Resources that constantly renew themselves or that are regarded as practically inexhaustible. These include solar, wind, geothermal, hydro and wood. Although particular geothermal formations can be depleted, the natural heat in the earth is a virtually inexhaustible reserve of potential energy. Renewable resources also include some experimental or less-developed sources such as tidal power, sea currents and ocean thermal gradients.
Broad term that applies to any change after the original purchase, such as adding equipment not a part of the original purchase. As applied to alternative fuel vehicles, it refers to conversion devices or kits for conventional fuel vehicles. (Same as “aftermarket”.).
An energy carrier which has been produced from primary energy in a conversion process (e.g. electricity, hydrogen, petrol).
Originally “smog” meant a mixture of smoke and fog. The definition has expanded to mean air that has restricted visibility due to pollution. Pollution formed in the presence of sunlight is called photochemical smog. According to the U.S. EPA, smog is “a mixture of pollutants, principally ground-level ozone, produced by chemical reactions in the air involving smog-forming chemicals. A major portion of smog-formers come from burning of petroleum-based fuels such as gasoline. Other smog-formers, volatile organic compounds, are found in products such as paints and solvents. Smog can harm health, damage the environment and cause poor visibility. Major smog occurrences are often linked to heavy motor vehicle traffic, sunshine, high temperatures and calm winds or temperature inversion (weather condition in which warm air is trapped close to the ground instead of rising). Smog is often worse away from the source of the smog-forming chemicals, since the chemical reactions that result in smog occur in the sky while the reacting chemicals are being blown away from their sources by winds.”
A photovoltaic cell that can convert light directly into electricity. A typical solar cell uses semiconductors made from silicon.
A component of an active or passive solar system that absorbs solar radiation to heat a transfer medium which, in turn, supplies heat energy to the space or water heating system.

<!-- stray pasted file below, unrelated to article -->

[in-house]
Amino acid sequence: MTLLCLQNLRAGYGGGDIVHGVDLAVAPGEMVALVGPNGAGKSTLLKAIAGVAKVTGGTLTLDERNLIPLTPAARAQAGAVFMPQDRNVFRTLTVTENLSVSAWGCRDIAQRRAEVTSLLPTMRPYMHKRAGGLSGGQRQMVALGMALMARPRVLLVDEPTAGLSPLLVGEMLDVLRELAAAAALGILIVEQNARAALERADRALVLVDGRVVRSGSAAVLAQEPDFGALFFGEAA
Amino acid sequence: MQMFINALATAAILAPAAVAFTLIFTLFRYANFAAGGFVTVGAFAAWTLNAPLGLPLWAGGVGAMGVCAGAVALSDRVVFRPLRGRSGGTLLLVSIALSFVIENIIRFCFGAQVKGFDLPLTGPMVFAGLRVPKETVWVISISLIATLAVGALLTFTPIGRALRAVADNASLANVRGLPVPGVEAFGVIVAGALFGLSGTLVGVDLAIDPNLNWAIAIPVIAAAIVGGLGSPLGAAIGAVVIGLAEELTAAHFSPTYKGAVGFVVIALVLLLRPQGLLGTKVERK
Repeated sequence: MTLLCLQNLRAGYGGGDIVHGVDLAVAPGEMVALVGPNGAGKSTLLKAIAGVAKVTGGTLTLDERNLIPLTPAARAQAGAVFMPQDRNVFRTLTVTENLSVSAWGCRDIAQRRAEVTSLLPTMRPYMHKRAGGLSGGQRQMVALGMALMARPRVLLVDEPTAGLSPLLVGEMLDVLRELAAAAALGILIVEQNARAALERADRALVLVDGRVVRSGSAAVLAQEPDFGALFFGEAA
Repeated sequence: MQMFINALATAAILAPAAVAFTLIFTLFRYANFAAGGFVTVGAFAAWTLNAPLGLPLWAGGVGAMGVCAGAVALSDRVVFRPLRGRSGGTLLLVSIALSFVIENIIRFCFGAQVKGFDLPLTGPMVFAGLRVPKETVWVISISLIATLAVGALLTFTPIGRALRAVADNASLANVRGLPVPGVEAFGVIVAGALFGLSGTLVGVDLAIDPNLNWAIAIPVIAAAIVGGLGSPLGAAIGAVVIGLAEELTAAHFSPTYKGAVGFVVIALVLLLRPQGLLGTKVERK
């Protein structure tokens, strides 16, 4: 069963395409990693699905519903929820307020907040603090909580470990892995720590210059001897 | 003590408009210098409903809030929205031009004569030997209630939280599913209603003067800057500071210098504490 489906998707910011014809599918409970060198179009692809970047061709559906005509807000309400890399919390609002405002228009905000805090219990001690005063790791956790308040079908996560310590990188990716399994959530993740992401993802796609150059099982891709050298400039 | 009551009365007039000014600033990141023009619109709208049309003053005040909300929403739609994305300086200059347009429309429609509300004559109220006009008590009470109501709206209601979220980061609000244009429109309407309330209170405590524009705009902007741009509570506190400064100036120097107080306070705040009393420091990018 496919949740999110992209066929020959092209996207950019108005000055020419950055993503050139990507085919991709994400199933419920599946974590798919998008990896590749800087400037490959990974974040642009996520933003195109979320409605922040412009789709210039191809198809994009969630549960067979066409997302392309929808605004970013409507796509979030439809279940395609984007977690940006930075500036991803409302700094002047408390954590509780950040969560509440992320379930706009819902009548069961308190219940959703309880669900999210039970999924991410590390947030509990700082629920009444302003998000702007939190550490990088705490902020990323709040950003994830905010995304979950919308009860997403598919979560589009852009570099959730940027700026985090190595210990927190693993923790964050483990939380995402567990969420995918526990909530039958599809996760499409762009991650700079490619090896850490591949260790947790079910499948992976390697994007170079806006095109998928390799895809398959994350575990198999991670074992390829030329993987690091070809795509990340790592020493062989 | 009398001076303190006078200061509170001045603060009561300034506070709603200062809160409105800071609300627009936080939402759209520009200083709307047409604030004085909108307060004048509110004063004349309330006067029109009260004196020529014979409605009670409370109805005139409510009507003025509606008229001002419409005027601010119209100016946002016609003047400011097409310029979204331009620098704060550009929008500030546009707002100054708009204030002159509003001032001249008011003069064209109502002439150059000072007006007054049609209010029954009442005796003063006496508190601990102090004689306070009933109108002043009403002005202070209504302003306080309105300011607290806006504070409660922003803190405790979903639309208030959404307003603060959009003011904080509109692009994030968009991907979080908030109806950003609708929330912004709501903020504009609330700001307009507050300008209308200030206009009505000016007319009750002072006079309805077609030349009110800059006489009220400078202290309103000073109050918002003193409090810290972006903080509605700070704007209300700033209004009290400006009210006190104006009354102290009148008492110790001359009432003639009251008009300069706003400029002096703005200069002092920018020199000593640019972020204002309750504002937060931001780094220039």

Heat and light radiated from the sun. Solar radiation reaching the earth and its use for the production of electricity and heat.
SOLAR HEATING AND HOT WATER SYSTEMS
Solar heating or hot water systems provide two basic functions: (a) capturing the sun’s radiant energy, converting it into heat energy, and storing this heat in insulated storage tank(s); and (b) delivering the stored energy as needed to either the domestic hot water or heating system. These components are called the collection and delivery subsystems.
Sustainable development refers to a mode of human development in which resource use aims to meet human needs while ensuring the sustainability of natural systems and the environment, so that these needs can be met not only in the present, but also for generations to come. The term ‘sustainable development’ was used by the Brundtland Commission, which coined what has become the most often-quoted definition of sustainable development: “development that meets the needs of the present without compromising the ability of future generations to meet their own needs.”
Degree of hotness or coldness measured on one of several arbitrary scales based on some observable phenomenon (such as the expansion).
THERMAL POWER PLANT
Any stationary or floating electrical generating facility using any source of thermal energy, with a generating capacity of 50 megawatts or more, and associated facilities. Exploratory, development, and production wells, resource transmission lines, and other related facilities used in connection with a geothermal exploratory project or a geothermal field development project are not appurtenant facilities for the purposes of this division. Thermal powerplant does not include any wind, hydroelectric, or solar photovoltaic electrical generating facility.
A study of the transformation of energy into other manifested forms and of their practical applications. The three laws of thermodynamics are:
1. Law of Conservation of Energy – energy may be transformed in an isolated system, but its total is constant
2. Heat cannot be changed directly into work at constant temperature by a cyclic process
3. Heat capacity and entropy of every crystalline solid becomes zero at absolute zero (0 degrees Kelvin)
Energy obtained by using the motion of the tides to run water turbines that drive electric generators.
U-VALUE OR U-FACTOR
A measure of how well heat is transferred by the entire window – the frame, sash and glass – either into or out of the building. U-value is the opposite of R-value. The lower the U-factor number, the better the window will keep heat inside a home on a cold day.